Metal-Organic Framework Derived Catalysts for the Valorization of Carbon Dioxide

  • Il Son Khan

Student thesis: Doctoral Thesis


The present PhD thesis explores the use of Metal-organic frameworks (MOFs)in heterogeneous catalysis. Particularly MOF-derived materials in CO2 valorization reactions. In the Introduction, I describe history and fundamental elements of MOFs as well as possible applications of these materials in catalysis. I also outline the research done over MOF-mediated materials, including manufacture and applications. Chapter 2. describes a new method to control phase composition of MOF derived solids via addition of water during pyrolysis, i.e. steam pyrolysis, using Basolite F300 and In@ZIF-67 as MOF precursors. The resulting solids were tested incarbon dioxide hydrogenation. We performed a detailed investigation and comparison between samples prepared with and without water addition. Ultimately, we demonstrated the difference in the catalytic performance between pyrolyzed and steam-pyrolyzed samples. In Chapter 3. we examine MOF-74 as a platform to obtain a bimetallic Ni-Co catalyst for the dry reforming of methane (DRM). DRM involves the conversion of CO2 and CH4, the most important greenhouse gases, into syngas, a stoichiometric mixture of H2 and CO that can be further processed via Fischer–Tropsch chemistry into a wide variety of products. However, the devolvement of coke resistant catalysts, especially at high pressures, is still hampering commercial applications. This approach allows synthesizing bimetallic systems with high metal content uniformly distributed within a graphitic carbon shell. The bimetallic Ni-Co@CMOF 74 catalyst showed better catalytic results in comparison with monometallic materials. This is attributed to synergistic effects of Ni and Co that result in a much slower formation of coke. Chapter 4. reports the use of MOF-derived Ni@CMOF-74 catalysts in thephotothermal conversion of CO2 to CH4. We investigate in detail the roots of the difference in catalytic performance caused by pyrolysis at different temperatures. Furthermore, we explore the recyclability of the catalyst in batch conditions and test our catalyst in the continuous flow reactor. Finally, as a proof of the concept we performed an outdoor experiment using the ambient solar irradiation as a main source of energy. The final chapter of this thesis provides a comprehensive summary of the conducted research. It not only highlights the key findings and contributions made in this study but also addresses the challenges associated with MOF-mediated materials. Moreover, it offers a perspective on the potential avenues for further development in the field.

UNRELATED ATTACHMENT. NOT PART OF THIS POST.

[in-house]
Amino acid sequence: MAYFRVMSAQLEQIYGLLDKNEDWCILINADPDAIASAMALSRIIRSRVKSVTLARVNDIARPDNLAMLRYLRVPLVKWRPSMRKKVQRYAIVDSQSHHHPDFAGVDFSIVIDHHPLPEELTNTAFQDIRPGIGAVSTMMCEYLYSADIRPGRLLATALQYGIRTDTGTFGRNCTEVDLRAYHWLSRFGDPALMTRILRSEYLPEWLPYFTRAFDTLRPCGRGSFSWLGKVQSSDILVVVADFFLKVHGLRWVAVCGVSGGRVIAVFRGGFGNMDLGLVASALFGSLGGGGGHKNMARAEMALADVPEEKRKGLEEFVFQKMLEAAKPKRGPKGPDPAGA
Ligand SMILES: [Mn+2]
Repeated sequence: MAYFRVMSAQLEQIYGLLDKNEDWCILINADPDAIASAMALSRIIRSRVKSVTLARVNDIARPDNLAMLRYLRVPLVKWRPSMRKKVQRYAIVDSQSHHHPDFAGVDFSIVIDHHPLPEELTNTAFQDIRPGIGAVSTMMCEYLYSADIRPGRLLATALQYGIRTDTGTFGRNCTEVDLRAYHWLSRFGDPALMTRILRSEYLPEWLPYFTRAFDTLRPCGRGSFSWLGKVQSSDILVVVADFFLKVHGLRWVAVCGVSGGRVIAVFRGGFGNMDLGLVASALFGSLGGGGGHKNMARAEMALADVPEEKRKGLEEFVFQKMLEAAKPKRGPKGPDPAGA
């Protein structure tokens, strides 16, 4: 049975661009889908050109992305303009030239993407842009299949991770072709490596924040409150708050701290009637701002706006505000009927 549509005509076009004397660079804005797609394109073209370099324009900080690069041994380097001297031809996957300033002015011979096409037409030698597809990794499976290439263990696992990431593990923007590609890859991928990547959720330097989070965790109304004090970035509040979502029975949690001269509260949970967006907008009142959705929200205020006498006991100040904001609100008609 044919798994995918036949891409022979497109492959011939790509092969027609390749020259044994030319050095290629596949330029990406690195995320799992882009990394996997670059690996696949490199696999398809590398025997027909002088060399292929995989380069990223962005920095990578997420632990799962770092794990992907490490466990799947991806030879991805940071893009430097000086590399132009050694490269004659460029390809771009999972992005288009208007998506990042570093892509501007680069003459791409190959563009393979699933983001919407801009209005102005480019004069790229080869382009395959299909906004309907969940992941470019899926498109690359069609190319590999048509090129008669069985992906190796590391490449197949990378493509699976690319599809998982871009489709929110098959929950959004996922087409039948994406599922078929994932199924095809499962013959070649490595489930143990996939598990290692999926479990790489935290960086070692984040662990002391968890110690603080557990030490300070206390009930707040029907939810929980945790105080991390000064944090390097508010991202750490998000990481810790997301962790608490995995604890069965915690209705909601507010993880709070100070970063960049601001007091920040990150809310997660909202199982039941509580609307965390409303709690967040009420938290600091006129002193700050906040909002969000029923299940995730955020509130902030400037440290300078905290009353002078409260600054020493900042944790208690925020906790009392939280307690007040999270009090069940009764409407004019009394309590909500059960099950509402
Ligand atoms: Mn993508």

Date of AwardMay 28 2023
Original languageEnglish (US)
Awarding Institution
  • Physical Sciences and Engineering
SupervisorJorge Gascon (Supervisor)

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